The prices set by the competing biosimilar are most of the time unbeatable. Following a 2012 patent litigation lawsuit between Celgene Corp. and Indian biopharmaceutical company – Natco Pharma LTD, a settlement was reached where Celgene was to allow Natco to sell their Revlimid generic on the U.S. market five years before the patent expiry. A box of 28 capsules of the blood cancer drug, Revlimid, currently sells in the U.S. for $22,000, while Natco currently sells their biosimilar generic in the local Indian market (only to residents) for $230 per 30 capsules.

Dependent Patents

Pharmaceutical companies can also take other actions to ensure the protection of their product, such as patenting additional supplementing products to decrease the impact a patent expiration has on their revenue. For instance, British pharmaceutical company GlaxoSmithKline, known for their asthma medication, Advair Diskus, created several patents for their product. They patented the active substance used in the production of their asthma medication, but also patented the medication delivery system – the inhaler. While the patent on the drug runs out, the inhaler – a crucial component of asthmatic health management – remained protected and bought the company even more time in the green. This patenting trend can also be seen exercised by Sanofi in the patenting of their diabetes medication, Lantus, which is delivered through an auto-injectable pen.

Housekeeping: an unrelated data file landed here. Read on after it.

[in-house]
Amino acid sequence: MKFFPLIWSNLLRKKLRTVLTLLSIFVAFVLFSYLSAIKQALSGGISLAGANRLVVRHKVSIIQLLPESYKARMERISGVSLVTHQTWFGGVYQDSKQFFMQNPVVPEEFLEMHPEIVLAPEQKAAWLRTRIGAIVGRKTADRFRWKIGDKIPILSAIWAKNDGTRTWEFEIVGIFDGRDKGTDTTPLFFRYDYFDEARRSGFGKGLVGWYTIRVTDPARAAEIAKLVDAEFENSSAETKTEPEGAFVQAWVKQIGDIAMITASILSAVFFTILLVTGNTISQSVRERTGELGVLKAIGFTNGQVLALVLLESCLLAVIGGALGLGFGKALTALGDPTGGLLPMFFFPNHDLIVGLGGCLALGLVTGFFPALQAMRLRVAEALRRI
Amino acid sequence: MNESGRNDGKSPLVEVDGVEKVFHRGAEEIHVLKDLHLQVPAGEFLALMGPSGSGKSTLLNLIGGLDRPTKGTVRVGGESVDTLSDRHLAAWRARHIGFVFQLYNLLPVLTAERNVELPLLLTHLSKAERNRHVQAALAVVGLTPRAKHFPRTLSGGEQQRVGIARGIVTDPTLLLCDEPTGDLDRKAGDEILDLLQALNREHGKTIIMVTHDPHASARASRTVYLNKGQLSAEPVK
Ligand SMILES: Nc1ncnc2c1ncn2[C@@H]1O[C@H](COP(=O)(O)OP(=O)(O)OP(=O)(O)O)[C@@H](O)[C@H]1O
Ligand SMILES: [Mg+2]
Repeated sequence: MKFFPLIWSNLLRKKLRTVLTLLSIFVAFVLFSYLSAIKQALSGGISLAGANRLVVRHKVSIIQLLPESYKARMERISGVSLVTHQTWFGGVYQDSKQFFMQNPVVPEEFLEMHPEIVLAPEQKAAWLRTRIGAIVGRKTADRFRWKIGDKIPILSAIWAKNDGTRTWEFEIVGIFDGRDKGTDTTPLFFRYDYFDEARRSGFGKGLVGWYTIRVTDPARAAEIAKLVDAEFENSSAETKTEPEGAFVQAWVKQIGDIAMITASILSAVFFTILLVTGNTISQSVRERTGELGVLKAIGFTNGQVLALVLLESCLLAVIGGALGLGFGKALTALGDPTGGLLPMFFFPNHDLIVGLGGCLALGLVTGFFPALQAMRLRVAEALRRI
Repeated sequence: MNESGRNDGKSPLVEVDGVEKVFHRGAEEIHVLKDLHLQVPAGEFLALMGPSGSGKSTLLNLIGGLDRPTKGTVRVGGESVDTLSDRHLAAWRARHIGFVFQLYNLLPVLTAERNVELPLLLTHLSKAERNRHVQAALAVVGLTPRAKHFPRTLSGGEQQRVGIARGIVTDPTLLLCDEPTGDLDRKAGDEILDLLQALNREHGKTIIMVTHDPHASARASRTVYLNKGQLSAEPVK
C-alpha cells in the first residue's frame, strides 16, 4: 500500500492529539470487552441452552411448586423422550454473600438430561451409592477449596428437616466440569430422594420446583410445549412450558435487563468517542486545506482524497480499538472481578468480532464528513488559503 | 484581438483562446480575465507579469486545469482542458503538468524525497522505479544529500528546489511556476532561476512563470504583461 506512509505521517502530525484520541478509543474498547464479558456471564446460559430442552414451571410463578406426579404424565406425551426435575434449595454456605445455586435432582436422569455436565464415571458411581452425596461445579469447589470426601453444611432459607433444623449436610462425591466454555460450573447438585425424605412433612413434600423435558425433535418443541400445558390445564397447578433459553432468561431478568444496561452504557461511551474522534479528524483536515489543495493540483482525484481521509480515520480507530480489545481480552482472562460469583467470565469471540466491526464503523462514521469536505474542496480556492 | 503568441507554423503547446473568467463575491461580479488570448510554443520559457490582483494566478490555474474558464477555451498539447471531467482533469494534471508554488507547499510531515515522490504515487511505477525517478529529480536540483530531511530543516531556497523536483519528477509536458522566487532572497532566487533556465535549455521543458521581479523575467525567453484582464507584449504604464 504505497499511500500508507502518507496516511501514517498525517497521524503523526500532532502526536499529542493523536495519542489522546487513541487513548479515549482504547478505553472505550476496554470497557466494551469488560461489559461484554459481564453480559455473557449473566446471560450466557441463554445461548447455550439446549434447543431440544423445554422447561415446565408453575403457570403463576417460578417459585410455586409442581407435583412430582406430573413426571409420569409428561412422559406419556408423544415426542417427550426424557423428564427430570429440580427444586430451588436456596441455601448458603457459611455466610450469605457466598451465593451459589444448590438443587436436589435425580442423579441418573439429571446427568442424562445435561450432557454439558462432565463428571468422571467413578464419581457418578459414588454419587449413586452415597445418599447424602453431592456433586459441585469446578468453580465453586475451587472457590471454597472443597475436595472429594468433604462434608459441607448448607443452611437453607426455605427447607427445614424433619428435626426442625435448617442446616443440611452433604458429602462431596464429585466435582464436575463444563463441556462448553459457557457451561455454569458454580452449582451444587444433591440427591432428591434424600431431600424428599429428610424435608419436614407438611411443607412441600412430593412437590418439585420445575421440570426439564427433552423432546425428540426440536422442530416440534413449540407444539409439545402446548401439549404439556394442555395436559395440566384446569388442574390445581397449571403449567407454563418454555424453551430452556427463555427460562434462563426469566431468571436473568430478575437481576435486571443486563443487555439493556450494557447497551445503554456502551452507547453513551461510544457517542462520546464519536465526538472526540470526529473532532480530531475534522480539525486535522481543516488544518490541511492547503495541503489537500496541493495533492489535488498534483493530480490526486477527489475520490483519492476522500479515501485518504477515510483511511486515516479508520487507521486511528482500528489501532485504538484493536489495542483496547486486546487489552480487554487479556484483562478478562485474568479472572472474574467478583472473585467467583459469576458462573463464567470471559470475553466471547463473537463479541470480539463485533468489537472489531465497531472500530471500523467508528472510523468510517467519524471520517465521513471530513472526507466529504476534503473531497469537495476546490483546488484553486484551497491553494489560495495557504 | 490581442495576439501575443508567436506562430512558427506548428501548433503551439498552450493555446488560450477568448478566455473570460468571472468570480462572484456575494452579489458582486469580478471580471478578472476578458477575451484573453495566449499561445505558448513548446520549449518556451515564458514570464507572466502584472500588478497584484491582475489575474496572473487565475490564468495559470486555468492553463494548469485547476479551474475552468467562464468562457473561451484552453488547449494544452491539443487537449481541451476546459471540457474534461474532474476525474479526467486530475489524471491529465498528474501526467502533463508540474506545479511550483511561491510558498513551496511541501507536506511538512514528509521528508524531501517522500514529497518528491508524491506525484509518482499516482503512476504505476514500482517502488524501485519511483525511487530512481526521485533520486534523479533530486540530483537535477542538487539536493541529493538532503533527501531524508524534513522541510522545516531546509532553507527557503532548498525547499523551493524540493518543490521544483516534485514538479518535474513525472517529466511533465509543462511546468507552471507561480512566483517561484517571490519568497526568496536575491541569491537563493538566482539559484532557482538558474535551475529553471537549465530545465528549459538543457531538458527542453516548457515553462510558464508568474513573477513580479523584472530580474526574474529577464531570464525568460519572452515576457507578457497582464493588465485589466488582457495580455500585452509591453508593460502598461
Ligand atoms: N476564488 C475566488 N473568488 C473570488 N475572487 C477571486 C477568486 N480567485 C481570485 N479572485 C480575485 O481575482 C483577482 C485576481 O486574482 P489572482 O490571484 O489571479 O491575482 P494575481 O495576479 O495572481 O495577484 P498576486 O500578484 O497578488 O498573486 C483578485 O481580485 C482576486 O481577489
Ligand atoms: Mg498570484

Evaluating Performance

Despite the various methods used by pharmaceutical companies to protect the marketability of their products, eventually all patent options are exhausted and the product is swallowed up by the generic market. The only factor being time – it is important to consider exactly how a total patent expiration affects the manufacturing company. The list outlining the most sold pharmaceutical products in 2016 hides a problem that could upset the balance of the pharmaceutical world. It reveals one of the biggest weaknesses of the current standing of the pharmaceutical industry is also its biggest asset: patent dependency.

2016’s leading pharmaceutical product sales are split amongst the industry’s global leaders. AbbVie leading in terms of individual product sales with their Crohn’s disease and arthritis drug, Humira, but they do not hold the largest market capitalization in the list.

Roche holds the number one spot in terms of the top 15 prescription sales, with a 2016 total revenue of $20.8 billion, with three separate products in their inflows: Rituxan, rheumatoid arthritis; Avastin, for metastatic colorectal cancer; and Herceptin, for breast cancer treatment. Pfizer is the only other company to boast revenues from three different products in the list.